Coarse scaled NDVI (or FAPAR, EVI…) images have a high temporal frequency and are delivered as Maximum Value Composites (MVC) of several days, which means the highest value is taken, assuming that clouds and other contaminated pixels have low values. However, especially in areas with a rainy season, the composites over 10-16 days still contain clouds and other disturbances. This figure illustrates a raw MODIS NDVI MVC of 16 days, and it’s obvious that several pixels are contaminated, and it’s also obvious that analyses will be affected by the noisy data.

Datasets like GIMMS or GEOV1 provide already filtered data, but e.g. MODIS, SPOT VGT, PROBA-V and AVHRR data are raw. The solution is to smooth the time series, using a filter, which calculates a smooth time series and interpolates the bad values using the previous and following images. Here is the same image, but smoothed with a Savitzky Golay filter.

The data are mostly delivered with quality rasters, rating the quality of each pixel. This can be used to either filter the raster and set bad quality pixels to NA, or to weight the pixels. When the new time line is calculated, low weighted (i.e. contaminated) pixels are less considered in the calculation process. One possibility is the software TIMESAT (Eklundh & Jönsson, 2011), which offers different filter techniques. Here is an example how timesat smoothes the time line with a Savitzky Golay filter, omitting “bad” pixles and creating new rasters.

Filtering is also possible in R, and it’s very simple. First one has to decide if one wants to work with quality files, or simply use the raw data, both is possible. GIS software like GRASS has modules which allow an easy use of the quality files:

http://grass.osgeo.org/grass64/manuals/i.in.spotvgt.html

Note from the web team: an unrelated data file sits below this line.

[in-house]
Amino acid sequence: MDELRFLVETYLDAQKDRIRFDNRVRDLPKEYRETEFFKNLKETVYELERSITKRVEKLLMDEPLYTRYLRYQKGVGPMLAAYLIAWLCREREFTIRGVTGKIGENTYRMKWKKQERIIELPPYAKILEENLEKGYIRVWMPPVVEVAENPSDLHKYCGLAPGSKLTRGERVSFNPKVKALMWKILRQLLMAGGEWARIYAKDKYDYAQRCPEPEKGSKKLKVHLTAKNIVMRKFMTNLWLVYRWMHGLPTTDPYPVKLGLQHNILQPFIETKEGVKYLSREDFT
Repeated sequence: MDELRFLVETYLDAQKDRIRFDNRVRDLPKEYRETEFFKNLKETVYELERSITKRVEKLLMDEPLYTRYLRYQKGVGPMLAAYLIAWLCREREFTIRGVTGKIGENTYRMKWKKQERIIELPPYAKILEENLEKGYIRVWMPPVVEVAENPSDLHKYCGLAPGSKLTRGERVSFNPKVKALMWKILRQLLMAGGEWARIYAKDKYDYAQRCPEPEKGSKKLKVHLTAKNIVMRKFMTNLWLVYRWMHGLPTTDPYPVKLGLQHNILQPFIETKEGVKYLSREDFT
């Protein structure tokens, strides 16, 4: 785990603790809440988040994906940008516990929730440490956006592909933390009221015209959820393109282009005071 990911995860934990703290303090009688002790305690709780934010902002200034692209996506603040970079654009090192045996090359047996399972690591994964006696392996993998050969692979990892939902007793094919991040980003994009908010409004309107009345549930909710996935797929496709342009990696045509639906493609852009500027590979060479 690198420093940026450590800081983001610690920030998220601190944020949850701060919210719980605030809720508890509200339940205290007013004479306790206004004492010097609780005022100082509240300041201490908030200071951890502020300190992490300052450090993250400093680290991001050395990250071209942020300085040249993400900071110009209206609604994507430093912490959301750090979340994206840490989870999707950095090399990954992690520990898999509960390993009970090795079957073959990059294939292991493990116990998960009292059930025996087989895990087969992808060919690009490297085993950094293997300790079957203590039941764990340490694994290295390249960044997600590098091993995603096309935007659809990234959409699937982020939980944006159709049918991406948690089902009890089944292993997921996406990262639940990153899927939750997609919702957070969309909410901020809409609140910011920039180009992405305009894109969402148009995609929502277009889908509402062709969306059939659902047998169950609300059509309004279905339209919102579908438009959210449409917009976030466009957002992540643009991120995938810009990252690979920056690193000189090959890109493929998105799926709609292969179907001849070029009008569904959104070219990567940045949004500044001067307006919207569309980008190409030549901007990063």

http://grass.osgeo.org/grass70/manuals/i.modis.qc.html

However, filtering without quality flags also provides reasonable results. Now we assume we have a time series of MODIS data from 2005-2010, with 23 images each year. This data is loaded in R in a raster stack or brick, called MODIS, bad values are masked as NA. We load the libraries, and create a function which uses the Savitzky Golay filter from the signal package. The parameters of the function need to be adapted (p, n, ts) (http://www.inside-r.org/packages/cran/signal/docs/sgolayfilt), also the time frame.

*library(raster)*

* library(rgdal)*

* library(signal)*

*library(zoo)*

*fun <- function(x) {*

* v=as.vector(x)*

* z=substituteNA(v, type=”mean”)*

* MODIS.ts2 = ts(z, start=c(2005,1), end=c(2010,23), frequency=23)*

* x=sgolayfilt(MODIS.ts2, p=1, n=3, ts=30)*

* }*

*MODIS.filtered <- calc(MODIS, fun)*

MODIS.filtered is a new brick containing the smoothed time series. Compare the raw with the filtered tims series:

*l=cellStats(MODIS, stat=mean)*

* MODIS.raw.ts = ts(l, start=c(2005,1), end=c(2010,23), frequency=23)*

* plot(MODIS.raw.ts)*

* l=cellStats(MODIS.filtered, stat=mean)*

* MODIS.filt.ts = ts(l, start=c(2005,1), end=c(2010,23), frequency=23)*

* plot(MODIS.filt.ts)*

One may find out the perfect fitting parameters by looking at the whole area, playing with the parameters:

*l=cellStats(MODIS, stat=’mean’)*

* MODIS.ts = ts(l, start=2005, end=c(2010,23), frequency=23)*

* sg=sgolayfilt(MODIS.ts, p=3, n=9, ts=20)*

* sg.ts = ts(sg, start=2005, end=c(2010,23), frequency=23)*

*plot(sg.ts)*

**20**.

**11**